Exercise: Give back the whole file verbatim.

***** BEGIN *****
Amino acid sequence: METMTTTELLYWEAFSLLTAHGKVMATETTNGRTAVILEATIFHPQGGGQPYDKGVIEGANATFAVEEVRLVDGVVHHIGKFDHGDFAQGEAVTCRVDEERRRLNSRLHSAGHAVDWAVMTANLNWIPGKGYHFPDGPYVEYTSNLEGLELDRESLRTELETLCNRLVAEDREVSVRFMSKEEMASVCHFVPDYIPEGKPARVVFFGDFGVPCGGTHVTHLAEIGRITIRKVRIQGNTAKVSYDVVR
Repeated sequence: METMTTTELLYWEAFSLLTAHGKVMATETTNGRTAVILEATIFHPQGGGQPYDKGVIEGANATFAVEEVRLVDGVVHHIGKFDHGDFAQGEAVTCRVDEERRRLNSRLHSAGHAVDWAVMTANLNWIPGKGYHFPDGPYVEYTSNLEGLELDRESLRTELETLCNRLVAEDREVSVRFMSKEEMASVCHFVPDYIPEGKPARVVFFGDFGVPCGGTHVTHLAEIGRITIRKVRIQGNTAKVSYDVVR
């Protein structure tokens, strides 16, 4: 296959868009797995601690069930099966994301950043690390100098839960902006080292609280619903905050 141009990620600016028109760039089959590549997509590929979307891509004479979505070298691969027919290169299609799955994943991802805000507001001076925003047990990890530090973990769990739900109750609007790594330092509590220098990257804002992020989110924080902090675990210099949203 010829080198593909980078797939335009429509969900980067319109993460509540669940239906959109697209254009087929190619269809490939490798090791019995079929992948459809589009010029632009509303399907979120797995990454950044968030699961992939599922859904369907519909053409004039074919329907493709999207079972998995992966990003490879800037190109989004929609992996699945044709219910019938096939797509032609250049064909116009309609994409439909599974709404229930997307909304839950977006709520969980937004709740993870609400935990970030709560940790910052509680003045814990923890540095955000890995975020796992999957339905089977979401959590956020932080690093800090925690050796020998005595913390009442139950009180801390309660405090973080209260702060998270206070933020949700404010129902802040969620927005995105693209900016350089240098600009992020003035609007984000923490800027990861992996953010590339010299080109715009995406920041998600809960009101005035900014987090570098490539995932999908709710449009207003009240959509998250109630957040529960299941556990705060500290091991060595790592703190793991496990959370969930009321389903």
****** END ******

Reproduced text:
Amino acid sequence: METMTTTELLYWEAFSLLTAHGKVMATETTNGRTAVILEATIFHPQGGGQPYDKGVIEGANATFAVEEVRLVDGVVHHIGKFDHGDFAQGEAVTCRVDEERRRLNSRLHSAGHAVDWAVMTANLNWIPGKGYHFPDGPYVEYTSNLEGLELDRESLRTELETLCNRLVAEDREVSVRFMSKEEMASVCHFVPDYIPEGKPARVVFFGDFGVPCGGTHVTHLAEIGRITIRKVRIQGNTAKVSYDVVR
Repeated sequence: METMTTTELLYWEAFSLLTAHGKVMATETTNGRTAVILEATIFHPQGGGQPYDKGVIEGANATFAVEEVRLVDGVVHHIGKFDHGDFAQGEAVTCRVDEERRRLNSRLHSAGHAVDWAVMTANLNWIPGKGYHFPDGPYVEYTSNLEGLELDRESLRTELETLCNRLVAEDREVSVRFMSKEEMASVCHFVPDYIPEGKPARVVFFGDFGVPCGGTHVTHLAEIGRITIRKVRIQGNTAKVSYDVVR
């Protein structure tokens, strides 16, 4: 296959868009797995601690069930099966994301950043690390100098839960902006080292609280619903905050 141009990620600016028109760039089959590549997509590929979307891509004479979505070298691969027919290169299609799955994943991802805000507001001076925003047990990890530090973990769990739900109750609007790594330092509590220098990257804002992020989110924080902090675990210099949203 010829080198593909980078797939335009429509969900980067319109993460509540669940239906959109697209254009087929190619269809490939490798090791019995079929992948459809589009010029632009509303399907979120797995990454950044968030699961992939599922859904369907519909053409004039074919329907493709999207079972998995992966990003490879800037190109989004929609992996699945044709219910019938096939797509032609250049064909116009309609994409439909599974709404229930997307909304839950977006709520969980937004709740993870609400935990970030709560940790910052509680003045814990923890540095955000890995975020796992999957339905089977979401959590956020932080690093800090925690050796020998005595913390009442139950009180801390309660405090973080209260702060998270206070933020949700404010129902802040969620927005995105693209900016350089240098600009992020003035609007984000923490800027990861992996953010590339010299080109715009995406920041998600809960009101005035900014987090570098490539995932999908709710449009207003009240959509998250109630957040529960299941556990705060500290091991060595790592703190793991496990959370969930009321389903």